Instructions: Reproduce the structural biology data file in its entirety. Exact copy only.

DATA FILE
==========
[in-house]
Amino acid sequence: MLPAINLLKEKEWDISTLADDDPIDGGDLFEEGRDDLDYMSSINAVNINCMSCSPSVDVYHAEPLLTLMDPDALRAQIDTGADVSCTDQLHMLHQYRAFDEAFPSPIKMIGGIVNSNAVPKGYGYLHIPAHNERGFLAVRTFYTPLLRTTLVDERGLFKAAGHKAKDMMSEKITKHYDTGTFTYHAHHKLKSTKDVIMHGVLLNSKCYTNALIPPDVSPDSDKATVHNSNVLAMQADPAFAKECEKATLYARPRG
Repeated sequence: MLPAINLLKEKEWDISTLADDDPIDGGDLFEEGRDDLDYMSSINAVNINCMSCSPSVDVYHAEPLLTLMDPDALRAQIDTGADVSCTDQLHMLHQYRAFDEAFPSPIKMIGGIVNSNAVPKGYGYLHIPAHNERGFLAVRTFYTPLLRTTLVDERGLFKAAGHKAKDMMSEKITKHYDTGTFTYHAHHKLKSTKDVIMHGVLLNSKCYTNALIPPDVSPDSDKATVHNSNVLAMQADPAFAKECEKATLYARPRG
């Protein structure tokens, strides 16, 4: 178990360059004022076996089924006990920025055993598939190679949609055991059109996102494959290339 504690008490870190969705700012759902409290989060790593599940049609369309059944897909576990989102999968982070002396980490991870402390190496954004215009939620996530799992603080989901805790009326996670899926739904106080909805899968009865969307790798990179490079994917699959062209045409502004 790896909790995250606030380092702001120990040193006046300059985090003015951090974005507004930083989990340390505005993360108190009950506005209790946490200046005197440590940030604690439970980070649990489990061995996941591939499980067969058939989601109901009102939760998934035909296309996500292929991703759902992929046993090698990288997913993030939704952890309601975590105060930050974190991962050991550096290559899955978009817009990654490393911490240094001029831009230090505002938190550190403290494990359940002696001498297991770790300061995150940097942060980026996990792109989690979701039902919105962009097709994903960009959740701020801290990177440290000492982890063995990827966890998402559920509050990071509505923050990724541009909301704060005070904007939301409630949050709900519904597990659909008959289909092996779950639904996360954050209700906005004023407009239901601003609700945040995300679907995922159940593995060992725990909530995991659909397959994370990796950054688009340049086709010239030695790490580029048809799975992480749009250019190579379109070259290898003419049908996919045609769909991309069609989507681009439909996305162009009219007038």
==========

[in-house]
Amino acid sequence: MLPAINLLKEKEWDISTLADDDPIDGGDLFEEGRDDLDYMSSINAVNINCMSCSPSVDVYHAEPLLTLMDPDALRAQIDTGADVSCTDQLHMLHQYRAFDEAFPSPIKMIGGIVNSNAVPKGYGYLHIPAHNERGFLAVRTFYTPLLRTTLVDERGLFKAAGHKAKDMMSEKITKHYDTGTFTYHAHHKLKSTKDVIMHGVLLNSKCYTNALIPPDVSPDSDKATVHNSNVLAMQADPAFAKECEKATLYARPRG
Repeated sequence: MLPAINLLKEKEWDISTLADDDPIDGGDLFEEGRDDLDYMSSINAVNINCMSCSPSVDVYHAEPLLTLMDPDALRAQIDTGADVSCTDQLHMLHQYRAFDEAFPSPIKMIGGIVNSNAVPKGYGYLHIPAHNERGFLAVRTFYTPLLRTTLVDERGLFKAAGHKAKDMMSEKITKHYDTGTFTYHAHHKLKSTKDVIMHGVLLNSKCYTNALIPPDVSPDSDKATVHNSNVLAMQADPAFAKECEKATLYARPRG
């Protein structure tokens, strides 16, 4: 178990360059004022076996089924006990920025055993598939190679949609055991059109996102494959290339 504690008490870190969705700012759902409290989060790593599940049609369309059944897909576990989102999968982070002396980490991870402390190496954004215009939620996530799992603080989901805790009326996670899926739904106080909805899968009865969307790798990179490079994917699959062209045409502004 790896909790995250606030380092702001120990040193006046300059985090003015951090974005507004930083989990340390505005993360108190009950506005209790946490200046005197440590940030604690439970980070649990489990061995996941591939499980067969058939989601109901009102939760998934035909296309996500292929991703759902992929046993090698990288997913993030939704952890309601975590105060930050974190991962050991550096290559899955978009817009990654490393911490240094001029831009230090505002938190550190403290494990359940002696001498297991770790300061995150940097942060980026996990792109989690979701039902919105962009097709994903960009959740701020801290990177440290000492982890063995990827966890998402559920509050990071509505923050990724541009909301704060005070904007939301409630949050709900519904597990659909008959289909092996779950639904996360954050209700906005004023407009239901601003609700945040995300679907995922159940593995060992725990909530995991659909397959994370990796950054688009340049086709010239030695790490580029048809799975992480749009250019190579379109070259290898003419049908996919045609769909991309069609989507681009439909996305162009009219007038």